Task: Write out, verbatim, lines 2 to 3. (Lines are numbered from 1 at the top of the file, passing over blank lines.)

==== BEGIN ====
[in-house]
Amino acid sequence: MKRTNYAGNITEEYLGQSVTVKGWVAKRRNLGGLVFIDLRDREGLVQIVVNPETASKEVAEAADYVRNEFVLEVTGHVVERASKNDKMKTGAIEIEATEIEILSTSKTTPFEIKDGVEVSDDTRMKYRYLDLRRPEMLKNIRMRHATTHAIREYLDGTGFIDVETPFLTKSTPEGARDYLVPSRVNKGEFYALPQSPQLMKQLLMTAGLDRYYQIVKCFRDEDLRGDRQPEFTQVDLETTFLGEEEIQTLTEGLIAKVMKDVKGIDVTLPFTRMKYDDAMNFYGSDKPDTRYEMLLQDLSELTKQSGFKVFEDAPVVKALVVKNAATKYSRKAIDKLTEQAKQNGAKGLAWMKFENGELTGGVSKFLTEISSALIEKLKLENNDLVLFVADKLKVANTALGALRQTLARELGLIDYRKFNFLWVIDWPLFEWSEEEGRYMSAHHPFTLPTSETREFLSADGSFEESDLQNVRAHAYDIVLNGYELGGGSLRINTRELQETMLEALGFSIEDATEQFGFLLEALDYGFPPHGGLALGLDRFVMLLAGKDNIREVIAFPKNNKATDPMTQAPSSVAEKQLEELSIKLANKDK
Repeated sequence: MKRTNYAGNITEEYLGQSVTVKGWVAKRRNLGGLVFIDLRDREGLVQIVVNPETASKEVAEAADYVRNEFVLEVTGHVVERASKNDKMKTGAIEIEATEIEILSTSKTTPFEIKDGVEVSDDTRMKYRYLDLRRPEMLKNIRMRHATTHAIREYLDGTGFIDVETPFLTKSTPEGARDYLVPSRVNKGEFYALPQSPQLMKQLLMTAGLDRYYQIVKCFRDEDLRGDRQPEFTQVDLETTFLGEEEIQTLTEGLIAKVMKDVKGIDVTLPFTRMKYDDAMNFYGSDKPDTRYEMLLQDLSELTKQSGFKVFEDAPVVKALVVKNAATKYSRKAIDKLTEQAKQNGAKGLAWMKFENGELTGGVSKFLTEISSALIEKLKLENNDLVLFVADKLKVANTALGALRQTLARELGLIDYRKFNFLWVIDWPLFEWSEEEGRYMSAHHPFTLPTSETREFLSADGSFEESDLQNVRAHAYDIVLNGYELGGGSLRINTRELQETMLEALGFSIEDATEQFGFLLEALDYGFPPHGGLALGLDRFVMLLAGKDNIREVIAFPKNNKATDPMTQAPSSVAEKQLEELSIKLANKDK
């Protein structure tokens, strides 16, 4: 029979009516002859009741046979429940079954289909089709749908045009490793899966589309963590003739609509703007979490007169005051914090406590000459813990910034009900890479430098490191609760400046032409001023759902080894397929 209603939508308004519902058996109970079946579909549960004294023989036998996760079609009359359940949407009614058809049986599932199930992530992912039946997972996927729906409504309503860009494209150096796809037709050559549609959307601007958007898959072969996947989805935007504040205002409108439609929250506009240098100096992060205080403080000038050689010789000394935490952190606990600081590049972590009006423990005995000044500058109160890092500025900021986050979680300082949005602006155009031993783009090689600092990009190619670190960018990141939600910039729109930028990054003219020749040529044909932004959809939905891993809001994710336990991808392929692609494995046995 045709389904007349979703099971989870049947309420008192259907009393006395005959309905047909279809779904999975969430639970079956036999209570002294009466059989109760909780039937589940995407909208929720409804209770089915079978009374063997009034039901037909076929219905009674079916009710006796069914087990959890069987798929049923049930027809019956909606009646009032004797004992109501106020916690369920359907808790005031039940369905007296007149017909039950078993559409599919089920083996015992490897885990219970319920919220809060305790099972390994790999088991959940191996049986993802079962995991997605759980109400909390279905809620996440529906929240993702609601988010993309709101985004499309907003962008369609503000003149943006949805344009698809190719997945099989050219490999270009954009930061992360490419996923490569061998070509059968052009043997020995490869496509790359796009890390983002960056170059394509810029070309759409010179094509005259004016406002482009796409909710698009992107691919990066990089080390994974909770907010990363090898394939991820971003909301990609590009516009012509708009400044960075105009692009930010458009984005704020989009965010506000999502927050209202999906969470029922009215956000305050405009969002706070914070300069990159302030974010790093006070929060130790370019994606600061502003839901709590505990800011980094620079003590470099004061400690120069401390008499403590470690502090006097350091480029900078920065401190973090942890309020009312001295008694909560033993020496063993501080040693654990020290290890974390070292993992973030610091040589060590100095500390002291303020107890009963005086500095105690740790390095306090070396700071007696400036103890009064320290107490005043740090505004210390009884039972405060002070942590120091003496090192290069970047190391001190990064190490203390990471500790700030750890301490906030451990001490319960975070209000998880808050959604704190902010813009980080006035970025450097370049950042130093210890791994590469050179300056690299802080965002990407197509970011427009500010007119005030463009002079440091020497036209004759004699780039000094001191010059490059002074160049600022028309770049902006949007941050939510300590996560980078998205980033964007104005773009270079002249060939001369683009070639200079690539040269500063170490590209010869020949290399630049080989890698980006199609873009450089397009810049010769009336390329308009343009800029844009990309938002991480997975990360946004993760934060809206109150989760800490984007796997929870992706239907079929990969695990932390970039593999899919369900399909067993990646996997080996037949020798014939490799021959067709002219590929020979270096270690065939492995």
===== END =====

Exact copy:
Amino acid sequence: MKRTNYAGNITEEYLGQSVTVKGWVAKRRNLGGLVFIDLRDREGLVQIVVNPETASKEVAEAADYVRNEFVLEVTGHVVERASKNDKMKTGAIEIEATEIEILSTSKTTPFEIKDGVEVSDDTRMKYRYLDLRRPEMLKNIRMRHATTHAIREYLDGTGFIDVETPFLTKSTPEGARDYLVPSRVNKGEFYALPQSPQLMKQLLMTAGLDRYYQIVKCFRDEDLRGDRQPEFTQVDLETTFLGEEEIQTLTEGLIAKVMKDVKGIDVTLPFTRMKYDDAMNFYGSDKPDTRYEMLLQDLSELTKQSGFKVFEDAPVVKALVVKNAATKYSRKAIDKLTEQAKQNGAKGLAWMKFENGELTGGVSKFLTEISSALIEKLKLENNDLVLFVADKLKVANTALGALRQTLARELGLIDYRKFNFLWVIDWPLFEWSEEEGRYMSAHHPFTLPTSETREFLSADGSFEESDLQNVRAHAYDIVLNGYELGGGSLRINTRELQETMLEALGFSIEDATEQFGFLLEALDYGFPPHGGLALGLDRFVMLLAGKDNIREVIAFPKNNKATDPMTQAPSSVAEKQLEELSIKLANKDK
Repeated sequence: MKRTNYAGNITEEYLGQSVTVKGWVAKRRNLGGLVFIDLRDREGLVQIVVNPETASKEVAEAADYVRNEFVLEVTGHVVERASKNDKMKTGAIEIEATEIEILSTSKTTPFEIKDGVEVSDDTRMKYRYLDLRRPEMLKNIRMRHATTHAIREYLDGTGFIDVETPFLTKSTPEGARDYLVPSRVNKGEFYALPQSPQLMKQLLMTAGLDRYYQIVKCFRDEDLRGDRQPEFTQVDLETTFLGEEEIQTLTEGLIAKVMKDVKGIDVTLPFTRMKYDDAMNFYGSDKPDTRYEMLLQDLSELTKQSGFKVFEDAPVVKALVVKNAATKYSRKAIDKLTEQAKQNGAKGLAWMKFENGELTGGVSKFLTEISSALIEKLKLENNDLVLFVADKLKVANTALGALRQTLARELGLIDYRKFNFLWVIDWPLFEWSEEEGRYMSAHHPFTLPTSETREFLSADGSFEESDLQNVRAHAYDIVLNGYELGGGSLRINTRELQETMLEALGFSIEDATEQFGFLLEALDYGFPPHGGLALGLDRFVMLLAGKDNIREVIAFPKNNKATDPMTQAPSSVAEKQLEELSIKLANKDK